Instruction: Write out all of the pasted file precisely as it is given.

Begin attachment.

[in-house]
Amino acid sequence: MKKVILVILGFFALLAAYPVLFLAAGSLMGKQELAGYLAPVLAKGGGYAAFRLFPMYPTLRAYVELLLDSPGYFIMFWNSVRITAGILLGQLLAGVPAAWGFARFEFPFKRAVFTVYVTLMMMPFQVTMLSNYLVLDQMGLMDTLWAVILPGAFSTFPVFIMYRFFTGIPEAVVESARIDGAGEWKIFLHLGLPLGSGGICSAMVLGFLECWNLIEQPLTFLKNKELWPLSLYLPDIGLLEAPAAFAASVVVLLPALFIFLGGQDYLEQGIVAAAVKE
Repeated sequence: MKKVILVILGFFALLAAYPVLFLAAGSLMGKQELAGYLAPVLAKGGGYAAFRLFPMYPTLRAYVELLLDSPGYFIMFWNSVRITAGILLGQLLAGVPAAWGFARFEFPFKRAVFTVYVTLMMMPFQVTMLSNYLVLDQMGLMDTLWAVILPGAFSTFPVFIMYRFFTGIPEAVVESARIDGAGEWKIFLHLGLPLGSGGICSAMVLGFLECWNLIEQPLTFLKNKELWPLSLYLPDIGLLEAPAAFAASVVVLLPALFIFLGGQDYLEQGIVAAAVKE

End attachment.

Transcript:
[in-house]
Amino acid sequence: MKKVILVILGFFALLAAYPVLFLAAGSLMGKQELAGYLAPVLAKGGGYAAFRLFPMYPTLRAYVELLLDSPGYFIMFWNSVRITAGILLGQLLAGVPAAWGFARFEFPFKRAVFTVYVTLMMMPFQVTMLSNYLVLDQMGLMDTLWAVILPGAFSTFPVFIMYRFFTGIPEAVVESARIDGAGEWKIFLHLGLPLGSGGICSAMVLGFLECWNLIEQPLTFLKNKELWPLSLYLPDIGLLEAPAAFAASVVVLLPALFIFLGGQDYLEQGIVAAAVKE
Repeated sequence: MKKVILVILGFFALLAAYPVLFLAAGSLMGKQELAGYLAPVLAKGGGYAAFRLFPMYPTLRAYVELLLDSPGYFIMFWNSVRITAGILLGQLLAGVPAAWGFARFEFPFKRAVFTVYVTLMMMPFQVTMLSNYLVLDQMGLMDTLWAVILPGAFSTFPVFIMYRFFTGIPEAVVESARIDGAGEWKIFLHLGLPLGSGGICSAMVLGFLECWNLIEQPLTFLKNKELWPLSLYLPDIGLLEAPAAFAASVVVLLPALFIFLGGQDYLEQGIVAAAVKE